Far fewer House Republicans supported creating the House select committee, dismissing the effort as partisan. House Republican Leader Kevin McCarthy said the GOP won't participate after Pelosi rejected two of his appointments, Republican Reps. Jim Banks of Indiana and Jim Jordan of Ohio.
Only two Republicans voted to create the panel — Wyoming Rep. Liz Cheney and Illinois Rep. Adam Kinzinger. Pelosi first appointed Cheney to the committee and then added Kinzinger on Sunday after McCarthy withdrew his picks.
“I’m looking forward. in the long run, to try to have as many of the 13 members that I can,” Thompson said last week.
House Intelligence Committee Chairman Adam Schiff, who was appointed to the Jan. 6 committee, said Thompson’s history of working with Republicans and his popularity among members will make it harder to malign the panel’s work. Reaching the bipartisan deal with Katko was not an easy task, he said.
“I think he has a very even keel that will help him get through this,” Schiff said.
Maryland Rep. Jamie Raskin, another Democrat appointed to the select committee, says both parties have “partisan brawlers” — and Thompson is not one of them.
“He’s a workhorse, so he likes getting stuff done,” Raskin said. “And I think that’s the right spirit for this.”
Still, Thompson has taken sharply partisan stances. He joined with about 30 Democrats in a 2005 vote to invalidate President George W. Bush’s victory — not unlike the dozens of Republicans who voted to invalidate Biden’s in January. In that challenge, the dissenting Democrats claimed irregularities if not fraud in Ohio’s vote.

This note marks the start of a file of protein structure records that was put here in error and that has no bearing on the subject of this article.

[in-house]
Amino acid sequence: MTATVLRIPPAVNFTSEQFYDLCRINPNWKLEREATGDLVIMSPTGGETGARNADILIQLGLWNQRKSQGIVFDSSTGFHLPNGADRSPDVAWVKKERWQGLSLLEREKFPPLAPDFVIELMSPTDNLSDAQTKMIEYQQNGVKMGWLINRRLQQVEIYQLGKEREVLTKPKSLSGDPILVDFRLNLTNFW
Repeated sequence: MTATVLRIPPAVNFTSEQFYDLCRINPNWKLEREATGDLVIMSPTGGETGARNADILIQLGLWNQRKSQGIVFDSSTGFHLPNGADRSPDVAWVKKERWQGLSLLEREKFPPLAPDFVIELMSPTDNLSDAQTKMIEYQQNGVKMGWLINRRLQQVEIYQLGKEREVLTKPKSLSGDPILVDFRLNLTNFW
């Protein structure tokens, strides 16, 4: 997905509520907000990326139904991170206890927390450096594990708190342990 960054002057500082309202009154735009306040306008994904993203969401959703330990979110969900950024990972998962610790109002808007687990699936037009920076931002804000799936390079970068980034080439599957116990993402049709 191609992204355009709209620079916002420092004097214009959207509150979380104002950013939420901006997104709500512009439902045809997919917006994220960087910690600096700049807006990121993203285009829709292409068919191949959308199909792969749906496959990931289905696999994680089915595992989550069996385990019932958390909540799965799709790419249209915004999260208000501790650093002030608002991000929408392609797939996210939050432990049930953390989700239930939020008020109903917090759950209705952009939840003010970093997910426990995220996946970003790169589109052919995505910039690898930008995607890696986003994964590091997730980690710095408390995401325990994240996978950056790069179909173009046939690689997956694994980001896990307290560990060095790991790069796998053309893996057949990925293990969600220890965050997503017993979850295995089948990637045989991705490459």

The effort did not end in violence and John Kerry, the defeated Democrat presidential candidate, did not lead or join the effort to deny Bush his victory.
A frequent critic of Trump, Thompson joined other Democrats in filing a lawsuit against the former president after the insurrection, charging that he incited the attack and conspired to prevent Congress from certifying Biden’s victory.
Last week, Thompson withdrew his participation in that lawsuit, which he joined soon after the Senate acquitted Trump, at his second impeachment trial, of inciting the Capitol attack. Thompson's withdrawal petition said he “wishes to avoid even the appearance of a conflict of interest between his role on the Select Committee and his role as a Plaintiff in this litigation.”
The lawsuit, which is still active, names as defendants Rudy Giuliani, Trump’s personal lawyer, and the Proud Boys and the Oath Keepers. The Justice Department has filed charges against members of those groups in connection to the attack, and the panel is expected to investigate them as part of its probe.
Domestic extremism and its links to white supremacy are a familiar subject for Thompson not only from his time on the Homeland Security Committee but also from his early involvement in the civil rights movement in Mississippi. He was active with the Student Nonviolent Coordinating Committee in college and organized voter registration drives before he was elected mayor of his small hometown of Bolton.
The FBI’s assessments about the growing dangers of domestic extremism, he said, show that “the significance of this committee’s work is as important as it can ever get.”